HOOCHIE MAMA

HOOCHIE MAMA

I got on the train with a large suitcase and a carry after a 6 hour trip on the bus. Just trying to make it back to BK, I eagerly searched for a place to sit and relax for the remaining hour I had left. As I gathered myself, I overheard a man singing 2lives "Hoochie Mama".

Now at first I paid him no attention thinking "he is just having a good time with his friends." But then I looked up and noticed he and his friends were staring right at me. He laughed hysterically and tapped his friend saying "oh man! It'd be so much funnier if you got the reference". He proceeded to sing. Not short of reciting the "big booty hoes get with it" part of the song. 

This was a direct attack on my self esteem and I immediately felt ashamed. I recently changed my hair to a style I hadn't tried in years...cornrows. To add a little flavor, I even added hints of colored streaks. My nails, fresh tips and well manicured. I was wearing a crop top that matched my pumas and a jacket for warmth. Not realizing I did indeed look very similar to Joi from Friday (You ain't gotta lie Craig!). How humiliating! 

Prior to this train ride, I felt beautiful and confident. I loved that I wasn't hiding my face and that my features appeared to be accentuated as such.

This profiling caused me to take a long hard look at my own interpretation of myself. Did I look like a "Hoodrat, Hoodrat, Hoochie mama?" What idea was I telling the world? Sometime profiling can seriously mess you up. My demeanor went from feeling like a beautiful black young lady just minding her business, to small and basic for lack of better words. The power of the tongue I tell you. 

As I've had time to heal, Ive realized my shame was misplaced. My shame, at the time centered around my appearance, now lay more in the fact that I hadn't confronted that asshole the moment I realized he was making fun of me! There was nothing wrong with my hair! It was neat, clean, and beautiful! It did accentuate my features and made me appreciate my natural beauty in a more modest way! There was nothing wrong with my clothes! I had on Pants a sweater and a jacket over that crop top and had only undone my buttons because I was hot from lugging a huge suitcase for goodness sake! He was the one who should of been ashamed not me! Who do you think you are openly casting your jokes and opinions on strangers so comfortably that you don't even care how it makes them feel? How it makes you look? And to make it even worse, you're loud and proud about racial profiling?! Idiot!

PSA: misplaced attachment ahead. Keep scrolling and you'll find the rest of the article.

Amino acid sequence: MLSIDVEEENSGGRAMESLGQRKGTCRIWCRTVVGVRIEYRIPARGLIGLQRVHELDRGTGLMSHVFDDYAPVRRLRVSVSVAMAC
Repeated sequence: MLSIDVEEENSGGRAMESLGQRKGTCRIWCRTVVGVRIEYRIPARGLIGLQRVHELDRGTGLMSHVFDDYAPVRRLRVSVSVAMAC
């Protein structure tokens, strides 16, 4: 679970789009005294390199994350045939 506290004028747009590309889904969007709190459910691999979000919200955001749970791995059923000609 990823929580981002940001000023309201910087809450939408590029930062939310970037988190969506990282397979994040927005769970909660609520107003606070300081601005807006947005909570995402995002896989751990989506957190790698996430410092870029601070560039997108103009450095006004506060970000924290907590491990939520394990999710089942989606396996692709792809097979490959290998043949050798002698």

Weeks prior to this day, my best friend experienced a similar incident. She was in Connecticut out partying for the night with an old friend from school. They were invited into VIP with other mutual associates and danced just like anyone else that was up there. My friend noticed some girls dancing atop a few fixtures and she decided to join them. The minute she climbed up, she overheard a man saying to a friend "See! I told you I hired a stripper."

In scenarios like these, avoiding. Certain reactions is a must. Neither of the following two options are permit-able. The first being, you overlook the comments, decide to be the bigger person, and ignore the blatant ignorance. Second non progressive (but satisfying) solution is to be the ignorant black woman they expect you to be and curse them out call them all types of obscenities and leave him feeling like the jerk off he is.

 However, the best solution is to stop the racial profiling in its tracks with a calm and informative approach. Let people know just because I am embracing my heritage just as Joi did in Friday with my hair, my nails, and my clothes, does not make me ghetto like that character from the movie. It makes me cultured. Unlike Joi, I am educated twice around, I am driven, I am independent, successful, strong, and proud and the last thing I will ever do is allow you or anyone else to diminish that or steal my crown. 

From this moment forward I vow to speak up. To hold my head high and to never lower my chin to ignorance. I encourage anyone who has ever experienced racial profiling to speak up too and put an end to the cycle. 

Written by: Raven Noelle